The writing's on
     the wall


Featuring the further scribblings of MNE's No.1 columnist
Michael York Oxlong

Part 1: A nose for the real dirt.

    Having achieved the lifelong ambition of meeting and interviewing his apparently immortal - albeit elusive -hero Toots Earl, far from feeling a little flat, as he might have expected, music super-journo Mike Oxlong realised he had barely scraped the crust, no more than caught a whiff, of the dense layer of pungent brown soil that smothered the phenomenon of The Band That Time Forgot.

    With an appetite fully whetted by this revelation, Mike set out with a zealous fervour to really sink his teeth into this matter and disgorge enlightenment on what makes this musical time bomb tick. His first encounter was with Toots "ole frien's an' colleagues" The Fabulous Carruthers Brothers. . . .

Hugely prominent members

    Fabulous in every sense of the word; the Carruthers brothers (or "that pair of F-C's" as they are called by those who know them well) are indeed aptly titled; standing somewhere about the altitude of 9' 8" and 9' 6 ˝"; encompassed by fantastic fables that neither will confirm nor deny; absurdly wealthy and certainly remarkable enough to be famous: yet these two hugely prominent members of the house of musical eminence are surprisingly modest; even diffident, about their prodigious talents and achievements.

Oversized but beautifully ornate

    I was invited to join them at Dunnet Hall, their opulent country retreat. On my arrival they met me at the oversized but beautifully ornate main gates, where they greeted me in a friendly manner, with no trace of the somewhat narrow eyed suspicion I thought I had detected when I first met Mr Earl. I had heard of recent mild illness in the family, so with a feeling of natural concern, I nudged C. Major just above a kneecap and asked "How's your father?" "Let's not get off on the wrong foot, Oxlong" he retorted - rather tetchily, I thought, failing to understand how such a bland enquiry could possibly upset anyone. With my customary sensitivity I decided to abandon my next intended polite conversational query and not ask whether his old man was still standing up or not, in case his peevishness was caused by the parent having become more seriously ill - or worse.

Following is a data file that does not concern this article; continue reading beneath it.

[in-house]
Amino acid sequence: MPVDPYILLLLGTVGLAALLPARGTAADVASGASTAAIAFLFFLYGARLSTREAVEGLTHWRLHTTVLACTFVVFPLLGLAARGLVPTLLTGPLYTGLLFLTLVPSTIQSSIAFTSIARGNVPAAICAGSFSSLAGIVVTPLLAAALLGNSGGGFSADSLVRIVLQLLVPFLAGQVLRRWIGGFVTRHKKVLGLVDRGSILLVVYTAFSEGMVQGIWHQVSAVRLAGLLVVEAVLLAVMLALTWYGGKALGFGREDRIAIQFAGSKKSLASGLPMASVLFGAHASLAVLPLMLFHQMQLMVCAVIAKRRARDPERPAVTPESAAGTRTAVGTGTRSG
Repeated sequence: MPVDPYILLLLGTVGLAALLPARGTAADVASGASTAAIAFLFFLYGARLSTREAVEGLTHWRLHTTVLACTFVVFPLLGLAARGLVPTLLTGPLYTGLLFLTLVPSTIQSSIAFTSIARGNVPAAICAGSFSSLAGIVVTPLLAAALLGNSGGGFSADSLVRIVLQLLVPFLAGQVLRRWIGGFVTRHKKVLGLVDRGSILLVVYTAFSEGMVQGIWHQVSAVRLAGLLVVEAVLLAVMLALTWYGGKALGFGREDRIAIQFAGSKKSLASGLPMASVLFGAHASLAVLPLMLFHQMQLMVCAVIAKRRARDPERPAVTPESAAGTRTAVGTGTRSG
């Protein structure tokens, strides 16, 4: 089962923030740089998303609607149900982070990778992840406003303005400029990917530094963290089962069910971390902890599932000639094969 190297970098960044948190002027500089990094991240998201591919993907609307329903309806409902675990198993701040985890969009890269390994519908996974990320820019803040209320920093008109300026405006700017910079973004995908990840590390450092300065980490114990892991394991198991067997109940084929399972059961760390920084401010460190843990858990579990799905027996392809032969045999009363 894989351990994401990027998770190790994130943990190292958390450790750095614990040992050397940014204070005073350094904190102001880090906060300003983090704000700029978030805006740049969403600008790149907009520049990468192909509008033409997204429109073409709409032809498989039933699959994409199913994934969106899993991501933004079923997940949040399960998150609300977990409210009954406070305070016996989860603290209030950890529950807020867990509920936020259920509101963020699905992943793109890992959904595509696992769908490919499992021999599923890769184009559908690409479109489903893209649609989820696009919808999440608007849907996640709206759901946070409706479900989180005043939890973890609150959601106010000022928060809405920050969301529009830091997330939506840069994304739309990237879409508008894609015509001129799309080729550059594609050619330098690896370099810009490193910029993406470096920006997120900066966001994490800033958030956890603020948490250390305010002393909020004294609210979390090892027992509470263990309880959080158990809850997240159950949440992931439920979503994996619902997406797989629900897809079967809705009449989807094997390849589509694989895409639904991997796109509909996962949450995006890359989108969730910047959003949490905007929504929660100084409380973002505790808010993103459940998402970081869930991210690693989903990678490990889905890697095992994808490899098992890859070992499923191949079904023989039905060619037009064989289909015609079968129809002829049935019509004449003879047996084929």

Pointing out

    We walked to the waiting carriage in silence, the four hour drive to the 'house' passing quickly with the super-siblings by now chatting away, pointing out the various conceptual gardens, hothouses, lakes (boating and ornamental), cascading waterfalls and so forth. I found the pride of lions stampeding an 800 strong herd of wildebeest in a corner of the natural African garden particularly eye-catching. Unfortunately time was too short to visit the 1 in 4 scale models of the Hanging Gardens of Babylon and The Himalayas in the larger grounds on the far side of the house. How dearly I would have loved to observe those wild Yeti!

Glistening and shimmering

    I must have by this time become somewhat blasé towards visual splendour, for as the house came into view I emitted only the merest of gasps, having perhaps half anticipated the stunning vista spread before us. A massive yet elegantly designed building, or should I say palace?, set around with immaculately manicured formal gardens, the whole scene glistening and shimmering faintly in the wan late afternoon sun-after-rain light. Initially, it seemed we were closer to the house than the actual fact, an illusion caused by the capacious dimensions of the magnificent edifice. Doorways 12 feet high, with the rest of the structure in proportion (the antithesis of a doll's house, I remember thinking), designed and built by Sir Hugh Jarce-Brown, perhaps better known as 'Capability Hugh?', for the comfort of a typically nine feet plus medieval ancestor of the Fabs, the third duke Carutha le Grand de Atlantis, on the extensive lands granted to him by his grateful sovereign, King Wayne I I , after Carutha's 'practically single-handed' slaughtering of 11,003 revolting peasants heavily armed with sticks, large lumps of hard mud and a pitchfork.

    We arrived at the front of the house. Up to that moment, I have to say I had been reasonably impressed, and could only wonder what the rest of this assignment had in store for me.


CLICK HERE FOR PART 2 - Oxlong's conclusion to yet another remarkable piece of prize winning musical journalism. . . . . With more pictures!